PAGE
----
In an exclusive Q&A session with The Asset, Bangko Sentral ng Pilipinas (BSP) Governor Benjamin Diokno discusses the lessons learnt from the pandemic, and what the government and other sectors of society should do to meet the challenges of the post-Covid world.
(Last of a two-part series)
Q. As we contain Covid-19, eventually, what are the most significant changes you consider as important for the country? Do you see the role of the government/central bank/public sector likely to be reshaped after this crisis? If so, how?
A. A “New Economy” is expected to result from the Covid-19 pandemic as people, businesses, government institutions, and other entities heed the lessons learnt to build a better and safer world.
First, people, businesses, and other entities will increase reliance on technology for their everyday life and operations. E-commerce will gain importance in the Philippines’ “New Economy”, as businesses and consumers increase the use of online platforms, including cashless payment systems. Work-from-home arrangements, which will be the norm for some even after the pandemic, will also boost the demand for digital technology. All these need to be supported by a safe and reliable digital infrastructure system with robust and dependable cyber-security protection.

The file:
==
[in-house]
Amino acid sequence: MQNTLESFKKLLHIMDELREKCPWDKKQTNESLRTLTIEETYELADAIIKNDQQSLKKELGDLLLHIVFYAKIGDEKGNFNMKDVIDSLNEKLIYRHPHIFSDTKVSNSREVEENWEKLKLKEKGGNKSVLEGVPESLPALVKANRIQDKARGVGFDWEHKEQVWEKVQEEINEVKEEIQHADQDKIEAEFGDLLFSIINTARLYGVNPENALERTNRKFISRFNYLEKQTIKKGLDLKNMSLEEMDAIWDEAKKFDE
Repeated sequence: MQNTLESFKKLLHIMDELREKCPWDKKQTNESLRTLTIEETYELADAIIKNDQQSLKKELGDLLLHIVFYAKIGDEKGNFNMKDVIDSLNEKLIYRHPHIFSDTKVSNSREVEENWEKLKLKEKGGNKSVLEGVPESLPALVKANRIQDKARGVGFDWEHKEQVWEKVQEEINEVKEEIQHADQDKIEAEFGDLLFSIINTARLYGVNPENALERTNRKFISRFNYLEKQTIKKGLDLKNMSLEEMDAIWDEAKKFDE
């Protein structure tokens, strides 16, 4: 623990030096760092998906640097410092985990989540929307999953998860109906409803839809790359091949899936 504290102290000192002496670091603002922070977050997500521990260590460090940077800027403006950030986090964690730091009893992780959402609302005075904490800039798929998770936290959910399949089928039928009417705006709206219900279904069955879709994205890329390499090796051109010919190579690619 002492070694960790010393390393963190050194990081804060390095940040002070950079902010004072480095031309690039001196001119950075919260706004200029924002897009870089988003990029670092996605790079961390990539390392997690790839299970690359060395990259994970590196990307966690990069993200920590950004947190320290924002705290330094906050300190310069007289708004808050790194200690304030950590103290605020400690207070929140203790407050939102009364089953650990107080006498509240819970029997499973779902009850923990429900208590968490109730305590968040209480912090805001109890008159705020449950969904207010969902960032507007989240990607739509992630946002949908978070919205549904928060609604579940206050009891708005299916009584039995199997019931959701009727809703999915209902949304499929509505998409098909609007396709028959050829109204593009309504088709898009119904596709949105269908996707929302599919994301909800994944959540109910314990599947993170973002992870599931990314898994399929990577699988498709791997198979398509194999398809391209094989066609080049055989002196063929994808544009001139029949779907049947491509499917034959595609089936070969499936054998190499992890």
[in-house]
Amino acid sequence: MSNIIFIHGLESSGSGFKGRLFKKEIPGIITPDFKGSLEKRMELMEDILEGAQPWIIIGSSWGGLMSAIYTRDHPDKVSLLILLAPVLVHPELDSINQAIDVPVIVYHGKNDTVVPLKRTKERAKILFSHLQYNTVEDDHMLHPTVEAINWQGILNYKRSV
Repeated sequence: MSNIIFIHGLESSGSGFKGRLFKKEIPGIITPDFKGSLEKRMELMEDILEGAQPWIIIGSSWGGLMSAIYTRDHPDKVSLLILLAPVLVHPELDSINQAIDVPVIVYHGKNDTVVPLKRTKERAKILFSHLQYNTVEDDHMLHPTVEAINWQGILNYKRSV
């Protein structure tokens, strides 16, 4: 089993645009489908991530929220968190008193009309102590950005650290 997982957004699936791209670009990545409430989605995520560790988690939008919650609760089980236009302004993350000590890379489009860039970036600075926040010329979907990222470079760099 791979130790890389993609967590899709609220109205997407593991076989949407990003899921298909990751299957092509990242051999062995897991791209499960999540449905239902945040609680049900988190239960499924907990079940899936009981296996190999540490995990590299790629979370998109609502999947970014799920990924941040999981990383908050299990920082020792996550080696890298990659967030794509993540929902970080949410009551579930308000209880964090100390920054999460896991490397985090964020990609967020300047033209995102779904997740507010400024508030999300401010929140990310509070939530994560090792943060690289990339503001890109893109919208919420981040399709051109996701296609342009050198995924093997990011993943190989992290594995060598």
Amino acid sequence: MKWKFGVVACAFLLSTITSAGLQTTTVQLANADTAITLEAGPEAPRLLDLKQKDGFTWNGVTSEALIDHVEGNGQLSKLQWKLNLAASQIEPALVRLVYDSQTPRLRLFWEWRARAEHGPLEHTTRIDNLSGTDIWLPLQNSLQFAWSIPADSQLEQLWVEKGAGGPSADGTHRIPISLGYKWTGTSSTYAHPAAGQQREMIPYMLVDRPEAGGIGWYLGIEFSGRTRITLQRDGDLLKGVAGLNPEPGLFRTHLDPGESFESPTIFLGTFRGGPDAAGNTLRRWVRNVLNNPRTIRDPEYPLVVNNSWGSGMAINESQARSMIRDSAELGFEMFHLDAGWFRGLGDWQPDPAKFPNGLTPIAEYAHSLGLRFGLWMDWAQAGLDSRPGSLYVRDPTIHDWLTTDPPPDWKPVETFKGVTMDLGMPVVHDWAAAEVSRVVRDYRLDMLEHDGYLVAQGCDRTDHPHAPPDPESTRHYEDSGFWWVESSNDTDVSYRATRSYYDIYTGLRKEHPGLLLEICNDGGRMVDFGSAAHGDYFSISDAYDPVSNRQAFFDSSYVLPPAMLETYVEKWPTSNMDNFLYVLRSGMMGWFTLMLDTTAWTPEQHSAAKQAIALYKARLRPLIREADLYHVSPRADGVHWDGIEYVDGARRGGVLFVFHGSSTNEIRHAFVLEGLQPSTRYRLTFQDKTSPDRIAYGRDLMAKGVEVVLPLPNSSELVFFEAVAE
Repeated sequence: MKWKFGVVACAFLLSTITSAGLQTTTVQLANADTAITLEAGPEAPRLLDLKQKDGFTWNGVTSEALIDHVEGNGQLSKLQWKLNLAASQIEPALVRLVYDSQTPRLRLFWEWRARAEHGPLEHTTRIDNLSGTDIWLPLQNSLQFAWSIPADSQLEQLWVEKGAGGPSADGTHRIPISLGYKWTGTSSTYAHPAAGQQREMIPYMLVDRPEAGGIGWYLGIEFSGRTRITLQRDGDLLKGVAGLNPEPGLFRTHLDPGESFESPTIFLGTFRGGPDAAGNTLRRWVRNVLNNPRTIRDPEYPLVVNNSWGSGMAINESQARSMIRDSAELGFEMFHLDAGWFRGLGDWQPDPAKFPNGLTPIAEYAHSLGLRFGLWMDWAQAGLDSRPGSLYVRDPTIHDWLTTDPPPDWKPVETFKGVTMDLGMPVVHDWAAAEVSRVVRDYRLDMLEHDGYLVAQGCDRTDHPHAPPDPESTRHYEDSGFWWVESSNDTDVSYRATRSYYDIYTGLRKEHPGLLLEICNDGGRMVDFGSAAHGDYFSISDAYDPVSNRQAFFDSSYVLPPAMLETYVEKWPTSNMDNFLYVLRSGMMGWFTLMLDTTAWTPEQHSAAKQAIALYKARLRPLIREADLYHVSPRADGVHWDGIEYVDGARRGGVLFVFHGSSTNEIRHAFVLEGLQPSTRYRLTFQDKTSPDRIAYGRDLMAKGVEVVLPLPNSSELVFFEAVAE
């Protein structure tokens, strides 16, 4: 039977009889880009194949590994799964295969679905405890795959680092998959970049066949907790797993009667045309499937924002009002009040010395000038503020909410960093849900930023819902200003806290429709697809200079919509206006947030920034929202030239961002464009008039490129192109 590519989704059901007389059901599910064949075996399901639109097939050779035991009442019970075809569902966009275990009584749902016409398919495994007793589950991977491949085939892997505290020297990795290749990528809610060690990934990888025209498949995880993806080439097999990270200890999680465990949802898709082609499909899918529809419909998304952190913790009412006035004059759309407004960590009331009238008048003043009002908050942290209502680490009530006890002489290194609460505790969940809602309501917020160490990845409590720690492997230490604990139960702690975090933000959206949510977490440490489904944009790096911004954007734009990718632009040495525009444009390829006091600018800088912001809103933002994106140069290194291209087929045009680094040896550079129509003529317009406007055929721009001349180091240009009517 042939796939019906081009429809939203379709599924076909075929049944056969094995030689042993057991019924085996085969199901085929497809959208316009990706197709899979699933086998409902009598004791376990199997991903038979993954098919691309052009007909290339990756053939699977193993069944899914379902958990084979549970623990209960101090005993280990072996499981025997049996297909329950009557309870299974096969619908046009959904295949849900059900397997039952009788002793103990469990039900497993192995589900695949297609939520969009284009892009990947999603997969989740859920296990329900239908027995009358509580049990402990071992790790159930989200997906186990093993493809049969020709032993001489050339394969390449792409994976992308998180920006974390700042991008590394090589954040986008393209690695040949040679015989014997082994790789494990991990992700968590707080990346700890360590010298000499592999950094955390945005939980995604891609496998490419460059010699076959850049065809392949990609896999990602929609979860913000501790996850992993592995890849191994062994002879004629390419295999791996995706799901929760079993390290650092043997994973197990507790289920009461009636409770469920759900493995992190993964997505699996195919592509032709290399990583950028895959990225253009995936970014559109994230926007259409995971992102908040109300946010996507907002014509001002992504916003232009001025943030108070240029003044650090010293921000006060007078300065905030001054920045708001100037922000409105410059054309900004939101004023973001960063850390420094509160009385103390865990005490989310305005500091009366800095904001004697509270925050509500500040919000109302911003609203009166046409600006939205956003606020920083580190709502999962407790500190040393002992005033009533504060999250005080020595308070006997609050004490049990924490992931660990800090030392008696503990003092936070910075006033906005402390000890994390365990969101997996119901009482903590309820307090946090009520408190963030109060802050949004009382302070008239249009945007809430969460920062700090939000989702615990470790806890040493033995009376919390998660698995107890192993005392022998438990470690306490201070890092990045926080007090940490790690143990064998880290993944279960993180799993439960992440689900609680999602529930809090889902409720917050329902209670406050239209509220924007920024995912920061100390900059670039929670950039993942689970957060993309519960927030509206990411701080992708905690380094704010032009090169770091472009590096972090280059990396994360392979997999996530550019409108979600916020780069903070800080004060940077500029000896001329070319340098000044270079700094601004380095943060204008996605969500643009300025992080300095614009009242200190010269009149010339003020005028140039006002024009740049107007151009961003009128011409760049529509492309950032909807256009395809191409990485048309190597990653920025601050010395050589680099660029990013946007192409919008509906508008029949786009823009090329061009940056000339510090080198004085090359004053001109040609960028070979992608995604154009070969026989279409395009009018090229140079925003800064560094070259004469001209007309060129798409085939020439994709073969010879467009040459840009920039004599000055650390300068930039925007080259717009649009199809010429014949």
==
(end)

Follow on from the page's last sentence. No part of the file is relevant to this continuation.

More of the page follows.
The role of ICT will be pivotal in the efficient and reliable delivery of goods and services, including the government’s cash transfer programmes for the vulnerable members of society.
Second, the Covid-19 pandemic is further enhancing collaboration among concerned entities in the country.
There will be close coordination between the national government and the BSP in the implementation of fiscal and monetary response measures.
Central banks play a crucial part in maintaining stability of global financial markets and keeping the flow of credit to the economy – as liquidity constraints could easily spiral into insolvency during crises. On the other hand, the national government, through fiscal measures, have the capacity to directly provide support to the vulnerable sectors.
National governments and central banks should coordinate well and leverage on their respective strengths and mandates to maximize chances of recovery, and this is something that we are seeing in the Philippines.
Meantime, cooperation among the national government, local government units, the private sector, and civil society is also important to enable a whole-of-society action towards recovery. The Covid-19 crisis has taught us relevant and practical lessons about preparedness and the value of integrating all government and private initiatives in dealing with nationwide and global issues.
In the Philippines, coordinated relief measures by the government and the BSP, as well as the proactive response from the private sector – as evidenced by altruistic actions toward the vulnerable sectors – are helping the nation cope with the crisis and position itself toward recovery over the near term.